I was recently contacted by Kathy Keller of Friendly Folk Records to inform me that Ton Scherpenzeel (of Kayak and Camel fame) would soon be releasing his fifth solo album on the label. Titled ‘Velvet Armour’ it is described as a blend of Baroque Folk and Progressive rock ballads, and given I have not previously interviewed Ton, it seemed the perfect time to remedy that omission. The result is a wonderful look back over his musical career, as well as discussing the new release, which will enthral many listeners when it is released on October 15th.
Who, what or when is Ton Scherpenzeel?
Quite the existential question to begin with…
I was born in 1952 in the Dutch town of Hilversum. My father was a journalist specializing in what they called Third World countries back then. My mother came from a musical family but never made it her profession. I have two younger brothers.
Who or what first got you interested in music and what were your inspirations during this period?
We had a piano at home when I was young. My parents noticed my eagerness to play, so they thought it would be a good idea for me to have piano lessons, which my aunt started giving me when I was about six years old. But I have always been (and still am) a half-hearted pupil when it comes to real studying and practice- even when I started studying classic double bass at the Hilversum Music Academy when I was 17. This remarkable move was more like an excuse to escape secondary school than a serious effort to end up playing in a classical orchestra.
My focus was on improvising and creating my own music rather than learning the notes someone else wrote. I can read and write music, but it is still an effort. I create music in a very intuitive way.
My first great musical inspiration, that really started to control my life were the Beatles and pop music from around 1964, up to the point that I made my own weekly charts, based upon what I heard on pirate stations like Radio London and Radio Caroline. In 1967 I even managed to have a top 100 every week that I typed out. At the end of the year, I calculated the most successful songs on my own hit parade. Favorite acts that always did well on my personal charts were of course The Beatles, but also Jimi Hendrix, The Kinks, The Move, Manfred Mann, The Beach Boys, The Young Rascals, The Who, and… well, too many to mention.
Needless to say, my homework suffered badly because of this ‘hobby’. I doubled almost every class and basically had no idea what on earth I was doing at school. I wasn’t a rebel; I was just a dreamer and didn’t take school very seriously.
In 1967 I played bass guitar in my first real (neighborhood) band, along with drummer Pim Koopman with whom I later started Kayak. Our setlist mainly consisted of music by Hendrix and Cream. Funny thing is that though keyboard/piano is my main instrument, I favor guitar and bass. I am very much a bassman. But as a composer, I am heavily depending on keys to enable me to make melody, harmony, and bass all at the same time, and be my own orchestra. Some would say drums as well, knowing my ’touch’ on the instrument. And only when nobody else could play the keyboard parts to my songs, I switched to keyboards. I still, occasionally, play bass on my own albums, or even some Kayak albums (when we were in between bass players).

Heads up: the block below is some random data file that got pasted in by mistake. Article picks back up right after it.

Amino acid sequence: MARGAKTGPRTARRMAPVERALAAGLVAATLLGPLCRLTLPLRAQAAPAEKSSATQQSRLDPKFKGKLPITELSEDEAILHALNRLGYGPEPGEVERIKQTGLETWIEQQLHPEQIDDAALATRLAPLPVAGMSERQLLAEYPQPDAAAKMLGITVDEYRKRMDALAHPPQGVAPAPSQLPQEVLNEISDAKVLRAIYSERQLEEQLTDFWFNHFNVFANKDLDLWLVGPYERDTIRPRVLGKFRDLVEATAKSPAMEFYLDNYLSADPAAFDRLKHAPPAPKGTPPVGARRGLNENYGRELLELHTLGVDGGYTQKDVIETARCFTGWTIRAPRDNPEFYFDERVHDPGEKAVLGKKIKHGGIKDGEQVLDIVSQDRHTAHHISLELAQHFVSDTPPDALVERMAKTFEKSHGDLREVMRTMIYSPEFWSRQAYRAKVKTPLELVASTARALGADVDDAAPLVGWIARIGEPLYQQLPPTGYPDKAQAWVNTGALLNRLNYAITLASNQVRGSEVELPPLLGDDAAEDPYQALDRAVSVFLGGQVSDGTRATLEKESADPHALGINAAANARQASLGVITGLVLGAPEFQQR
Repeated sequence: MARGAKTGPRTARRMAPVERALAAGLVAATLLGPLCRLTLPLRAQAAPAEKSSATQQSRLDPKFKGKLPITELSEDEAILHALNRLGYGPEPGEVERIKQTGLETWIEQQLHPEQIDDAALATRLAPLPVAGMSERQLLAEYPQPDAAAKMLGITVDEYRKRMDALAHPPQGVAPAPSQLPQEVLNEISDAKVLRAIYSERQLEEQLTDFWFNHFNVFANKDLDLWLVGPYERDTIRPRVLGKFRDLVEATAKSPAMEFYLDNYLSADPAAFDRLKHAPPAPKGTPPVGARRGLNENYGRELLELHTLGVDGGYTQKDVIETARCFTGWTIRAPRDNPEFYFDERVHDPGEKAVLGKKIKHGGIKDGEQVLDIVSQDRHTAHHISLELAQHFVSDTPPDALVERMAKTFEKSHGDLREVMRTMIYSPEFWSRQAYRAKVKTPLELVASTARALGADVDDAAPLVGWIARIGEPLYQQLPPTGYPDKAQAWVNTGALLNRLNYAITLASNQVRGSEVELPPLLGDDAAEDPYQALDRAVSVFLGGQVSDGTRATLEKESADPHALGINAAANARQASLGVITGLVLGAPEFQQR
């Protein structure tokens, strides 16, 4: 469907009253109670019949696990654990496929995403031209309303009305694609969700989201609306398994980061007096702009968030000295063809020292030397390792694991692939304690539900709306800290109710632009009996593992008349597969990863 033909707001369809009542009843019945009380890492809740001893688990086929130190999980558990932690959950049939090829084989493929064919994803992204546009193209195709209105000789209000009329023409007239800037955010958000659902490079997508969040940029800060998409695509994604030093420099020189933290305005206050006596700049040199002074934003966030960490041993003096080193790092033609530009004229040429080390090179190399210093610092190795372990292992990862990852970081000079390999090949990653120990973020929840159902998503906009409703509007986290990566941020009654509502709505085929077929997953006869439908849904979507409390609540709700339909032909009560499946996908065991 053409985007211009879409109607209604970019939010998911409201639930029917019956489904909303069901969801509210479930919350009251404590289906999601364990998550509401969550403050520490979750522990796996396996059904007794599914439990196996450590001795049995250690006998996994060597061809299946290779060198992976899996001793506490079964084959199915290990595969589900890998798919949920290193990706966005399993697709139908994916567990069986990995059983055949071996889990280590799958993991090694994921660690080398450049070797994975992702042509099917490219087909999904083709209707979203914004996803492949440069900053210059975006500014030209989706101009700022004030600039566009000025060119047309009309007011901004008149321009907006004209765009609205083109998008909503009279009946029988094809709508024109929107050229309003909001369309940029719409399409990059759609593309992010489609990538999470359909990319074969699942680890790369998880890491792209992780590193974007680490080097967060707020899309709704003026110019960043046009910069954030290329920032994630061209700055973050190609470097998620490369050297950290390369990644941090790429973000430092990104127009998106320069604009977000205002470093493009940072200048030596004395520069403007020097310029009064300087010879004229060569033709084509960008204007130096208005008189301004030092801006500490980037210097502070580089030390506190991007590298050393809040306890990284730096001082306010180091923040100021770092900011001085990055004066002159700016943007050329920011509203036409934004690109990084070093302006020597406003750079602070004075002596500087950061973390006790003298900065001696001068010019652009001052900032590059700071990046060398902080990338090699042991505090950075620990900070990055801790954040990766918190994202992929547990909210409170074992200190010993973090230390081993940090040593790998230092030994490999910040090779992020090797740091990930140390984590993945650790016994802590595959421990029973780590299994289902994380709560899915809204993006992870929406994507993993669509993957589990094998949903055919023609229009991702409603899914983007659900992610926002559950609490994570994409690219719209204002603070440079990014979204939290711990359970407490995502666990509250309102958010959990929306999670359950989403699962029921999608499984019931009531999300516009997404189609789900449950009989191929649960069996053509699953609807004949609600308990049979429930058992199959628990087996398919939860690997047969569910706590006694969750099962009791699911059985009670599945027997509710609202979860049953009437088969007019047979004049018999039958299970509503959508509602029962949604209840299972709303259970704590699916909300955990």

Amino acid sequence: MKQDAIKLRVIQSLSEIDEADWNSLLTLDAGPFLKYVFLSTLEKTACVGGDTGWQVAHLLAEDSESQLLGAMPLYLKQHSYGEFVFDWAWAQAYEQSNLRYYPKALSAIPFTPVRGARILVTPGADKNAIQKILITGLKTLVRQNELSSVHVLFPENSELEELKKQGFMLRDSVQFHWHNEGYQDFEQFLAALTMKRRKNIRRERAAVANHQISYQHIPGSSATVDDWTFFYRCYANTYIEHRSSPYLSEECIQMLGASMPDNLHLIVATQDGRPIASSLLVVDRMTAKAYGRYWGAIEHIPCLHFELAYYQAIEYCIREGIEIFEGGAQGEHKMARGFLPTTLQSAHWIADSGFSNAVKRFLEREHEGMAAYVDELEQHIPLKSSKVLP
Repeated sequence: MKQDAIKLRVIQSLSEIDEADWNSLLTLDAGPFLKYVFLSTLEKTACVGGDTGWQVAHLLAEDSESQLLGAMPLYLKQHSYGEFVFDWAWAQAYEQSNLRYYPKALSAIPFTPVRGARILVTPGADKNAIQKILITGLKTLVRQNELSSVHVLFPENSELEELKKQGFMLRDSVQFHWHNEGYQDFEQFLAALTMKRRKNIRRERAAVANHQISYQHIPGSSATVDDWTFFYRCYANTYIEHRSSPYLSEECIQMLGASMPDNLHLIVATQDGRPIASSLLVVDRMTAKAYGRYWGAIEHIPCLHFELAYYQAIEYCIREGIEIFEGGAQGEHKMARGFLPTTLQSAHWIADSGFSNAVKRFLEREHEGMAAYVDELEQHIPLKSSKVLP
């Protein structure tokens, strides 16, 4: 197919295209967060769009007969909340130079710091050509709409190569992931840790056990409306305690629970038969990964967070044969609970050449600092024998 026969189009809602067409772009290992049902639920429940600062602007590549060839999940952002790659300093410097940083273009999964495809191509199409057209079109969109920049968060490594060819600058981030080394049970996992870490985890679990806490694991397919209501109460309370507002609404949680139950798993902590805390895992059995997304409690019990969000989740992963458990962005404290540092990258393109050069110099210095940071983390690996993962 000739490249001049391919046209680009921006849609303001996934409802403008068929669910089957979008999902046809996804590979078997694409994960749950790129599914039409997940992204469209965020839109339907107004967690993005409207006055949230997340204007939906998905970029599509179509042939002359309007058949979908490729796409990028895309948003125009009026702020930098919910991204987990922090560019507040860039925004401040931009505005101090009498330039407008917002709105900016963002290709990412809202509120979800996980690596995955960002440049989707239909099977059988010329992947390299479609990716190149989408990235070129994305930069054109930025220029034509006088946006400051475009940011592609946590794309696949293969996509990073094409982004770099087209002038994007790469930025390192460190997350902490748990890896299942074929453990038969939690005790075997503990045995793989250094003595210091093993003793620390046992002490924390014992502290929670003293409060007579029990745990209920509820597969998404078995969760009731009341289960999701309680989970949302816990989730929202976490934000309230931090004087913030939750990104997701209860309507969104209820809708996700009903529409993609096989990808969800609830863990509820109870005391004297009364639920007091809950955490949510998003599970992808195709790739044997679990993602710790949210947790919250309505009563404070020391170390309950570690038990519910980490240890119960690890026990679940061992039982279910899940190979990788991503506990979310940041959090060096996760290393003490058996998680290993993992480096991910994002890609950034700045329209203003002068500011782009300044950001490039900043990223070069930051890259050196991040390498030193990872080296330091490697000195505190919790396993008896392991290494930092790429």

What led to the formation of Kayak, and what were you trying to achieve with the music?
In the late 60’s I started to write my own songs. Together with Pim, we recorded lots of music on his father’s “sound on sound” Sony tape recorder. Those recordings unveiled the outlines of what in 1972 would eventually become Kayak. We did not want to achieve anything concrete yet, and it was by no means professional. One thing was clear though: we were creative and complemented and inspired each other.
In the meantime, we both studied at the Music Academy (Pim did classical percussion). I did learn to appreciate the old composers there and then, with a preference for music between 1400 and 1750. It influenced my way of composing too. I can’t say that the music academy really shaped my writing, but it allowed me to take from it what I felt I needed or considered interesting. It certainly resulted into my first solo album ‘Le Carnaval des Animaux’, and ultimately in ‘The Lion’s Dream’ and now ‘Velvet Armour’.
When Kayak started, we suddenly got catapulted onto national fame (EMI launched us as a new supergroup, though we were all barely 20 years old, had little experience, and had never even played outside Holland). What we wanted to achieve than was, quite simply, that people would listen to and love what we did. To connect. Little did we know then that to succeed in this business you need much more than a bit of raw talent. But we’d find out soon enough, as of course, a band that’s being launched like that can expect not only attention but also criticism, especially when the commercial results do not meet the expectations raised by the company.
What stands out in your mind from those days?
From 1967 to 1973, the youthful feeling that everything was possible, in a creative sense. Rock and pop music were still in its growing-up phase then, experiments were usually applauded- often regardless of their quality- and in our own naive way we were following in the footsteps of our musical heroes, while slowly discovering our own musical voice. And then came Kayak and suddenly my hobby had become my profession.
In the initial life of Kayak, you released 8 studio albums, why did you break up?
In 1979 we returned with a thoroughly revised line up and had our first real commercial success with an album at number one in Holland and a top 5 single hit. But the new band didn’t get along personally, and there were increasing problems with management about financial issues. Also, each consequent album sold half of its predecessor, which caused the internal conflicts to come to the surface and ultimately made the band collapse under its own weight.